You may like reading the domestic, the historical, the futuristic, the dystopian, the soppy, the thrilling, the mind- crunchingly intellectual, the short, the long, the funny (please don’t forget the funny) the sentimental, the zany, the socially committed, the preachy, the off the wall... you name it. You might like any of these kinds of novels, but if what you're reading has no plot, then it can't be called a novel. Which, of course, is absolutely fine.

Monday, 19 March 2018

Guest review by Mary Hoffman: BIRDCAGE WALK by Helen Dunmore




Mary’s first book, a YA novel, was published in 1975. Since then she has written 120 books, mainly for children and teenagers but lately also a couple of adult novels under pseudonyms. After graduating in English Literature from Cambridge and spending a couple of years studying Linguistics at UCL, Mary wrote courses for the Open University for five years but then went freelance. She recently started The Greystones Press, a small independent publishing house, with her husband. Mary’s books have been translated into 30 language and won some prizes. She runs the popular History Girls blog, which can be read every day. Mary lives in a converted barn in West Oxfordshire with her husband and three demanding Burmese cats. Her three daughters are all grown up: one is a writer, one a theatre producer and the youngest, a designer, is sailing round the world. Mary has four grandchildren and her latest picture book, Pirate Baby, is dedicated to the two on the boat.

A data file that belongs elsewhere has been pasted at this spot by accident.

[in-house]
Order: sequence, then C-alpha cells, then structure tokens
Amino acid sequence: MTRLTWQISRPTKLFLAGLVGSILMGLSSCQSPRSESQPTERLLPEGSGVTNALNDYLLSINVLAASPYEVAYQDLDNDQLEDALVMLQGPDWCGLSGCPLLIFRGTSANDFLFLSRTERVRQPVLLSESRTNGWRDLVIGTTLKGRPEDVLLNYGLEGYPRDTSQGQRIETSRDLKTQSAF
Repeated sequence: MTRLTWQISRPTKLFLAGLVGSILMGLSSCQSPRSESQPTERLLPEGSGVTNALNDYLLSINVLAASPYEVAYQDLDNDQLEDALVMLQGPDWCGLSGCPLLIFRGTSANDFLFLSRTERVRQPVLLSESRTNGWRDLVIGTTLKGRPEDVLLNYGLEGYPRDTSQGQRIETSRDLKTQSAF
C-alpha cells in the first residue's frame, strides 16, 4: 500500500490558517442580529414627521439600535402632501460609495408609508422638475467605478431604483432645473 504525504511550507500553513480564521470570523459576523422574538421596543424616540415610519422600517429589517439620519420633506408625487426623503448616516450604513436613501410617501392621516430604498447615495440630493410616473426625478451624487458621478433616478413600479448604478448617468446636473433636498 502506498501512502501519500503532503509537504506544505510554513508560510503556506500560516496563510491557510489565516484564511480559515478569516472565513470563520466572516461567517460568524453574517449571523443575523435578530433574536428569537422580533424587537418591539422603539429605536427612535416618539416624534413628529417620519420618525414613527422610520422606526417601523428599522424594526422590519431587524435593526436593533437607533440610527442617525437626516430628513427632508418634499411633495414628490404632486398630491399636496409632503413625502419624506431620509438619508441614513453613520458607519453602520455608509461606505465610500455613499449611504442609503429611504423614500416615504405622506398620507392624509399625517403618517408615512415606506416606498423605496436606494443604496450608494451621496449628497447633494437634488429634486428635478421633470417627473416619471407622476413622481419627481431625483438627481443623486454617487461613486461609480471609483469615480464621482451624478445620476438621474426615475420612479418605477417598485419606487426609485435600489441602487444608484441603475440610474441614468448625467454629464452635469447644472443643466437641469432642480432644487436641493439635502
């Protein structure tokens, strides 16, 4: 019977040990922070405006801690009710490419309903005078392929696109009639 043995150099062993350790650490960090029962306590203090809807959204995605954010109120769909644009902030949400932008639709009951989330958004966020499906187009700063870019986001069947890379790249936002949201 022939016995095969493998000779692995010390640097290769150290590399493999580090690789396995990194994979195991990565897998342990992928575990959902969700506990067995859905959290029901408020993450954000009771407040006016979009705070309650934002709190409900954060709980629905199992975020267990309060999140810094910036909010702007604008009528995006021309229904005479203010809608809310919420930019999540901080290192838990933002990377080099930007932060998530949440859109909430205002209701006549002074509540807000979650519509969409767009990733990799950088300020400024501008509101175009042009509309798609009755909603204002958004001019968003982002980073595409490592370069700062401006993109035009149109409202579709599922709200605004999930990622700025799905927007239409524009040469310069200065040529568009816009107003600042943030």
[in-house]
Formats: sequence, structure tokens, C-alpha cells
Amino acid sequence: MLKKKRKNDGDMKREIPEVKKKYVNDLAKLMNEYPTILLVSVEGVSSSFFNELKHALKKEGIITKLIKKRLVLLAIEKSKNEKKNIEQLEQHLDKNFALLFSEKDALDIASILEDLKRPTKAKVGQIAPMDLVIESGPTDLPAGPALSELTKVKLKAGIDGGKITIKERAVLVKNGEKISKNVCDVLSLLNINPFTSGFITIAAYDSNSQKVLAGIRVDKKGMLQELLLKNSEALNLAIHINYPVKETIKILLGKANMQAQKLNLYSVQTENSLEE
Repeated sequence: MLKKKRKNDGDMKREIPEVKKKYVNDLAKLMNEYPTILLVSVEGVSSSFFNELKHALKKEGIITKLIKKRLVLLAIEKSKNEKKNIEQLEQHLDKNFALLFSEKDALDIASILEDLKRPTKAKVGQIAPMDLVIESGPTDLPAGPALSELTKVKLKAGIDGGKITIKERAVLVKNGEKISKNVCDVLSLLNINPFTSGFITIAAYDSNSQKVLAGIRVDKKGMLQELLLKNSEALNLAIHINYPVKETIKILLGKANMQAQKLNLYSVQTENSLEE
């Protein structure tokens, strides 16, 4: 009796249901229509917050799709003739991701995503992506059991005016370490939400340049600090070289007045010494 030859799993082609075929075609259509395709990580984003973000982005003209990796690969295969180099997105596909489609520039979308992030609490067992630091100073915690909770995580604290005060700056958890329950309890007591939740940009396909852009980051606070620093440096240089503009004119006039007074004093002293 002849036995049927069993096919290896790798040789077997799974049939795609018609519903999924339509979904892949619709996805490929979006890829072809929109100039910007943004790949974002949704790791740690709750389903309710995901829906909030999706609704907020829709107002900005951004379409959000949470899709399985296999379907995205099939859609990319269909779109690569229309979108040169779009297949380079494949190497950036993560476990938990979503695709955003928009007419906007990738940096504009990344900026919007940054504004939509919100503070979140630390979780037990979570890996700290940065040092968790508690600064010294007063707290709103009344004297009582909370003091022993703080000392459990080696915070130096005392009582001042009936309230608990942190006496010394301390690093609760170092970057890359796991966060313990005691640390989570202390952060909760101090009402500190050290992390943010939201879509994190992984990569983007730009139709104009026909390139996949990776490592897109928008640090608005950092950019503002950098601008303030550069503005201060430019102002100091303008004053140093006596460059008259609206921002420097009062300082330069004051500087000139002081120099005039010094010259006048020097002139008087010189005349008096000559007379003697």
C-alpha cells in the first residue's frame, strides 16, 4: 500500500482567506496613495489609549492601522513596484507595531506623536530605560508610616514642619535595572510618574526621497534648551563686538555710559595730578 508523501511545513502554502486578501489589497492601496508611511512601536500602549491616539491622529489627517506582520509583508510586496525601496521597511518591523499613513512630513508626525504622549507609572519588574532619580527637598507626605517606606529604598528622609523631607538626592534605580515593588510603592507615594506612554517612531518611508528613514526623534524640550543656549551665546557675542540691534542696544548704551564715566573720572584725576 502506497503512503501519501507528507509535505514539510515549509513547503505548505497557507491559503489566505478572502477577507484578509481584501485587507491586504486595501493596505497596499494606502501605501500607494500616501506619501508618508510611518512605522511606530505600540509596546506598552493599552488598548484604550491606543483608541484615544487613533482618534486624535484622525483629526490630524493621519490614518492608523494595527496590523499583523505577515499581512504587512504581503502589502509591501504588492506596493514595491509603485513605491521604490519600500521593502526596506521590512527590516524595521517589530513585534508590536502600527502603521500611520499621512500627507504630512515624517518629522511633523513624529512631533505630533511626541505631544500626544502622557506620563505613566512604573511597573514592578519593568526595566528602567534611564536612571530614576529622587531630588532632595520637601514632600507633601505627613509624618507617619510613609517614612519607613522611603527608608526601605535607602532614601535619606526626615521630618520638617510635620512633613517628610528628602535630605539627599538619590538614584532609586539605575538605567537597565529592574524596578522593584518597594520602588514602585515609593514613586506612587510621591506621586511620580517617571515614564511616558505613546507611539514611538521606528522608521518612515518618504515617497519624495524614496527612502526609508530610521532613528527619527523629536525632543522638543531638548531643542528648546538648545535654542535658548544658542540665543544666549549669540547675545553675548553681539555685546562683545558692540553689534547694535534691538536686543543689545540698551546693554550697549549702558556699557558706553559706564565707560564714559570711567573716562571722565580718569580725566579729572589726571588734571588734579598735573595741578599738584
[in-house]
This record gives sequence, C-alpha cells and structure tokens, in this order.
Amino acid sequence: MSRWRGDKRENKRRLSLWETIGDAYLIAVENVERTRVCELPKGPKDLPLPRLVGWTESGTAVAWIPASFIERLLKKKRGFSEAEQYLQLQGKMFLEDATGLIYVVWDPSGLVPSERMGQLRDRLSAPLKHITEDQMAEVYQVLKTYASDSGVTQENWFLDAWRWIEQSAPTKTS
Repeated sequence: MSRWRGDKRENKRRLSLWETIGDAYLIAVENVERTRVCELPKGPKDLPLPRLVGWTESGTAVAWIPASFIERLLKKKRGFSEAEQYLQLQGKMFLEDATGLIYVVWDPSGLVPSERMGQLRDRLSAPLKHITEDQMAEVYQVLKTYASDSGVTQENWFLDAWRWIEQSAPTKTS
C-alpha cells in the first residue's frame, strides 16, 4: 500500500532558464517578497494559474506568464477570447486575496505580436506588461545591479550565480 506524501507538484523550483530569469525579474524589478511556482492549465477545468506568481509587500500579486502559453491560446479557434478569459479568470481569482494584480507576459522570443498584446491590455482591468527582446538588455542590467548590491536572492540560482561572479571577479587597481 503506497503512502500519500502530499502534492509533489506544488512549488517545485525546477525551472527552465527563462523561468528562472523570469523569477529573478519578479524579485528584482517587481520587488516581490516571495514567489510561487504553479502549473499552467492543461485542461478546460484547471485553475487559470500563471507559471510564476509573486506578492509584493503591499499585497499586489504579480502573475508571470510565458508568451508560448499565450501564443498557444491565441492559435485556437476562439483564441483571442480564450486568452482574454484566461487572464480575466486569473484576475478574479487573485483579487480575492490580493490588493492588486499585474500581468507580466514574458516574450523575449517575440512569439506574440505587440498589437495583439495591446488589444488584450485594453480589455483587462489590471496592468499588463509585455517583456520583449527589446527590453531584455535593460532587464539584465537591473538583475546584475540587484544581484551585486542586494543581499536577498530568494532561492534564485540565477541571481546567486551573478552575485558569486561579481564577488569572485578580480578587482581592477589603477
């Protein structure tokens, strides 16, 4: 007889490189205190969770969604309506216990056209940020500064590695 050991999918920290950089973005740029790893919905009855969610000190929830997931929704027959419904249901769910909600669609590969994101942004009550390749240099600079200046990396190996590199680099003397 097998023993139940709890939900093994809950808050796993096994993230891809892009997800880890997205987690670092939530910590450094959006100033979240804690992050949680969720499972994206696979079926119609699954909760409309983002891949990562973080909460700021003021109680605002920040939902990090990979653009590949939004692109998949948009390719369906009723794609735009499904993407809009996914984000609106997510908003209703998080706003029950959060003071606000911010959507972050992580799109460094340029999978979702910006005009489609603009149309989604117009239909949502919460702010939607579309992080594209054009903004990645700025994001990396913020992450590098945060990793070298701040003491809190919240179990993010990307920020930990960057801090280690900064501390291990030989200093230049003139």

Helen Dunmore’s death last year was a great loss to the world of literature. She had written fifteen novels, four short story collections, eight YA novels, seventeen books for younger readers and twelve poetry collections.